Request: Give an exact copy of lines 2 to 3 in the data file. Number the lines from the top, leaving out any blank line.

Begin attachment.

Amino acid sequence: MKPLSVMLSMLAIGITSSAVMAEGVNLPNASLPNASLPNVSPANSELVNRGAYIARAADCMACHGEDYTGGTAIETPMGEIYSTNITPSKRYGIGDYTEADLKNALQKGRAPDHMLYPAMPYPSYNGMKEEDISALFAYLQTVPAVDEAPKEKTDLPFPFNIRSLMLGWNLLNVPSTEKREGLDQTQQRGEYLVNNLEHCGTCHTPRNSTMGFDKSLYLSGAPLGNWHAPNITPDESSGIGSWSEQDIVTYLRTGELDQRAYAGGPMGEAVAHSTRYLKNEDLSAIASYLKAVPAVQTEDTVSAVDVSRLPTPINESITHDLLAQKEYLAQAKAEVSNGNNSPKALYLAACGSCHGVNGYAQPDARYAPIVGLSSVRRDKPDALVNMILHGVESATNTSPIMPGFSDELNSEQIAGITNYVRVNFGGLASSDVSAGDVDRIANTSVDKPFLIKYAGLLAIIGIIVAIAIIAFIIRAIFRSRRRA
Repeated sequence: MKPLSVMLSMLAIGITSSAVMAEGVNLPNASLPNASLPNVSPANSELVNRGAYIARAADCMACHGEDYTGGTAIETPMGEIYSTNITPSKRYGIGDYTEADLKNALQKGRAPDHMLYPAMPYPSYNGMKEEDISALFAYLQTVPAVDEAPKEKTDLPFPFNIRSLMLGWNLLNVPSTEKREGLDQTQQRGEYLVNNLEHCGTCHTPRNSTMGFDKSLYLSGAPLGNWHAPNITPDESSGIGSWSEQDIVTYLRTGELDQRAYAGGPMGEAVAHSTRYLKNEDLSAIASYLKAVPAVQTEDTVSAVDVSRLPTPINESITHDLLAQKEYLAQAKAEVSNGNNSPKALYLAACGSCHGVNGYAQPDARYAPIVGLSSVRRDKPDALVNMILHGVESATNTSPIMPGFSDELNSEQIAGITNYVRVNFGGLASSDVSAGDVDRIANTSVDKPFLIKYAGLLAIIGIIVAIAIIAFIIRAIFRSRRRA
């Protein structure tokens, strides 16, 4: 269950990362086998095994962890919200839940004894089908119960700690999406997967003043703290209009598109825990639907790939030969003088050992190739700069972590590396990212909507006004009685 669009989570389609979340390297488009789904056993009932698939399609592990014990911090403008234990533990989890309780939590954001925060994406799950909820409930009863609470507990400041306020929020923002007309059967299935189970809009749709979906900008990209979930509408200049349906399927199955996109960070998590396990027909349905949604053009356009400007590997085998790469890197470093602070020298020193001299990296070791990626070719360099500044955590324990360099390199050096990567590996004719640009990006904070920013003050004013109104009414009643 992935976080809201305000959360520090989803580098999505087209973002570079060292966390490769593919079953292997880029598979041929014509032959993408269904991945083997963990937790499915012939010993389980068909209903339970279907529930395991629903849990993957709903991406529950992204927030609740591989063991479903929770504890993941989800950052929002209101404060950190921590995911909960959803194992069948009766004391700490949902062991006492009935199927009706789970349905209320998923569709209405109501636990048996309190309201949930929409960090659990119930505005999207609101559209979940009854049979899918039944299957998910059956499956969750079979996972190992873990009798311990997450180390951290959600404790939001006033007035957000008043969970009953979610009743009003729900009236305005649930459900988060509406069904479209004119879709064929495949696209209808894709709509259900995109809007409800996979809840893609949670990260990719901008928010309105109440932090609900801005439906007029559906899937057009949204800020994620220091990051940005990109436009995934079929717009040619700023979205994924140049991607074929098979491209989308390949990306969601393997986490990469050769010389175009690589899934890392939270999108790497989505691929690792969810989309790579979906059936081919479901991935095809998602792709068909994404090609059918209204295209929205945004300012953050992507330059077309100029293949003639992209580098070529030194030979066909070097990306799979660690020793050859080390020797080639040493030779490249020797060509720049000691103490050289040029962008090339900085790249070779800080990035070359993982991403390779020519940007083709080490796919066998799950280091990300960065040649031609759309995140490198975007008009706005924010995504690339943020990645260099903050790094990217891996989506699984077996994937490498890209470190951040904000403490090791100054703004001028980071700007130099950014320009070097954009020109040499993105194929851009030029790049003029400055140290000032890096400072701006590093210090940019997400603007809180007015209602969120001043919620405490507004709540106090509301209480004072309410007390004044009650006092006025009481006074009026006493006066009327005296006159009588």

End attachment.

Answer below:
Repeated sequence: MKPLSVMLSMLAIGITSSAVMAEGVNLPNASLPNASLPNVSPANSELVNRGAYIARAADCMACHGEDYTGGTAIETPMGEIYSTNITPSKRYGIGDYTEADLKNALQKGRAPDHMLYPAMPYPSYNGMKEEDISALFAYLQTVPAVDEAPKEKTDLPFPFNIRSLMLGWNLLNVPSTEKREGLDQTQQRGEYLVNNLEHCGTCHTPRNSTMGFDKSLYLSGAPLGNWHAPNITPDESSGIGSWSEQDIVTYLRTGELDQRAYAGGPMGEAVAHSTRYLKNEDLSAIASYLKAVPAVQTEDTVSAVDVSRLPTPINESITHDLLAQKEYLAQAKAEVSNGNNSPKALYLAACGSCHGVNGYAQPDARYAPIVGLSSVRRDKPDALVNMILHGVESATNTSPIMPGFSDELNSEQIAGITNYVRVNFGGLASSDVSAGDVDRIANTSVDKPFLIKYAGLLAIIGIIVAIAIIAFIIRAIFRSRRRA
């Protein structure tokens, strides 16, 4: 269950990362086998095994962890919200839940004894089908119960700690999406997967003043703290209009598109825990639907790939030969003088050992190739700069972590590396990212909507006004009685 669009989570389609979340390297488009789904056993009932698939399609592990014990911090403008234990533990989890309780939590954001925060994406799950909820409930009863609470507990400041306020929020923002007309059967299935189970809009749709979906900008990209979930509408200049349906399927199955996109960070998590396990027909349905949604053009356009400007590997085998790469890197470093602070020298020193001299990296070791990626070719360099500044955590324990360099390199050096990567590996004719640009990006904070920013003050004013109104009414009643 992935976080809201305000959360520090989803580098999505087209973002570079060292966390490769593919079953292997880029598979041929014509032959993408269904991945083997963990937790499915012939010993389980068909209903339970279907529930395991629903849990993957709903991406529950992204927030609740591989063991479903929770504890993941989800950052929002209101404060950190921590995911909960959803194992069948009766004391700490949902062991006492009935199927009706789970349905209320998923569709209405109501636990048996309190309201949930929409960090659990119930505005999207609101559209979940009854049979899918039944299957998910059956499956969750079979996972190992873990009798311990997450180390951290959600404790939001006033007035957000008043969970009953979610009743009003729900009236305005649930459900988060509406069904479209004119879709064929495949696209209808894709709509259900995109809007409800996979809840893609949670990260990719901008928010309105109440932090609900801005439906007029559906899937057009949204800020994620220091990051940005990109436009995934079929717009040619700023979205994924140049991607074929098979491209989308390949990306969601393997986490990469050769010389175009690589899934890392939270999108790497989505691929690792969810989309790579979906059936081919479901991935095809998602792709068909994404090609059918209204295209929205945004300012953050992507330059077309100029293949003639992209580098070529030194030979066909070097990306799979660690020793050859080390020797080639040493030779490249020797060509720049000691103490050289040029962008090339900085790249070779800080990035070359993982991403390779020519940007083709080490796919066998799950280091990300960065040649031609759309995140490198975007008009706005924010995504690339943020990645260099903050790094990217891996989506699984077996994937490498890209470190951040904000403490090791100054703004001028980071700007130099950014320009070097954009020109040499993105194929851009030029790049003029400055140290000032890096400072701006590093210090940019997400603007809180007015209602969120001043919620405490507004709540106090509301209480004072309410007390004044009650006092006025009481006074009026006493006066009327005296006159009588």